MSH C:\temp\monad> $a,$b,$c,$d | sort Name


 


                                  Score Name


                                  —– —-


                                     80 David


                                     90 Henry


                                    100 John


                                     90 Tom


 


Example: To sort objects in descending order based on Score


 


MSH C:\temp\monad> $a,$b,$c,$d | sort Score -Descending


 


                                  Score Name


                                  —– —-


                                    100 John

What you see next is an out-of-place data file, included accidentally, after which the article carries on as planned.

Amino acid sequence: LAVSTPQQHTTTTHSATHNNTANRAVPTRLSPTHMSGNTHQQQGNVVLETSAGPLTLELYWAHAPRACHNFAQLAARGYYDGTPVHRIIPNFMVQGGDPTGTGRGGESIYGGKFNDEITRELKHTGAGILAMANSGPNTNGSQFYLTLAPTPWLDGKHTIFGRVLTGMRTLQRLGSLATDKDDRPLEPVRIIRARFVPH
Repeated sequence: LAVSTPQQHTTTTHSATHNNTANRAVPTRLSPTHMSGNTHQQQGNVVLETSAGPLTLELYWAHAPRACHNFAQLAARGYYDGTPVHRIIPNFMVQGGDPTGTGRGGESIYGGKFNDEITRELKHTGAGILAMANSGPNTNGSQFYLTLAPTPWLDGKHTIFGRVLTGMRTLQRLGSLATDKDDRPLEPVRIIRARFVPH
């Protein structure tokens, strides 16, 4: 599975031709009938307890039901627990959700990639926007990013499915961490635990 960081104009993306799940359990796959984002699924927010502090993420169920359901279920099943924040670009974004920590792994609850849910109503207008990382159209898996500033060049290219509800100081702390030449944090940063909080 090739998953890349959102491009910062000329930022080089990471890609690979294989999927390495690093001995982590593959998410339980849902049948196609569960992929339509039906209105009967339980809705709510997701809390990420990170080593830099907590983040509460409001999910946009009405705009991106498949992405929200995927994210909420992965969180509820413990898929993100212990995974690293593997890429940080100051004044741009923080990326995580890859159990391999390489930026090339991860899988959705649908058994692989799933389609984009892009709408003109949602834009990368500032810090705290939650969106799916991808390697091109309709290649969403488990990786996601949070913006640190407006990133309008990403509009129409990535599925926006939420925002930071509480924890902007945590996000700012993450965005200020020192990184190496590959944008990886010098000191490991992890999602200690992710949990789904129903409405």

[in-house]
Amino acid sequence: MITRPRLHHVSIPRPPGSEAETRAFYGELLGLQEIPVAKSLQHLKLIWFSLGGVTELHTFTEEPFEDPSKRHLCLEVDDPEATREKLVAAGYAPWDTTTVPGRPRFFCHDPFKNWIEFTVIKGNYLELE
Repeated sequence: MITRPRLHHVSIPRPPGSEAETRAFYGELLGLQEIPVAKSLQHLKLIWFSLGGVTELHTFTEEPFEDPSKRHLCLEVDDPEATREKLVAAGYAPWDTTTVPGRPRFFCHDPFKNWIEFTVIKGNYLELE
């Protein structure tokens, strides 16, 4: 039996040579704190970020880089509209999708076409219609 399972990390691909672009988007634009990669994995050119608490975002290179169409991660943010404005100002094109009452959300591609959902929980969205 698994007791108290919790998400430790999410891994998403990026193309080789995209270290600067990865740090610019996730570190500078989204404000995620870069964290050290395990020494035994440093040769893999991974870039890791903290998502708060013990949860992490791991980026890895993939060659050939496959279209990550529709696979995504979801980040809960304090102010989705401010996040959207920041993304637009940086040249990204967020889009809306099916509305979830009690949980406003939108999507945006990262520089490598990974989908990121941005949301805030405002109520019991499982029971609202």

90 Tom


                                     90 Henry


                                     80 David


 


Ok, this is all simple and you might yourself have already explored all this. Let us get into some tricky stuff. How to sort on Score (descending order) and Name (ascending order)


 


Example: sort on Score descending and then Name ascending


 


 


MSH C:\temp\monad> $a,$b,$c,$d | sort @{expression=”Score”;Descending=$true},@{e


xpression=”Name”;Ascending=$true}


 


                                  Score Name


                                  —– —-


                                    100 John


                                     90 Henry


                                     90 Tom


                                     80 David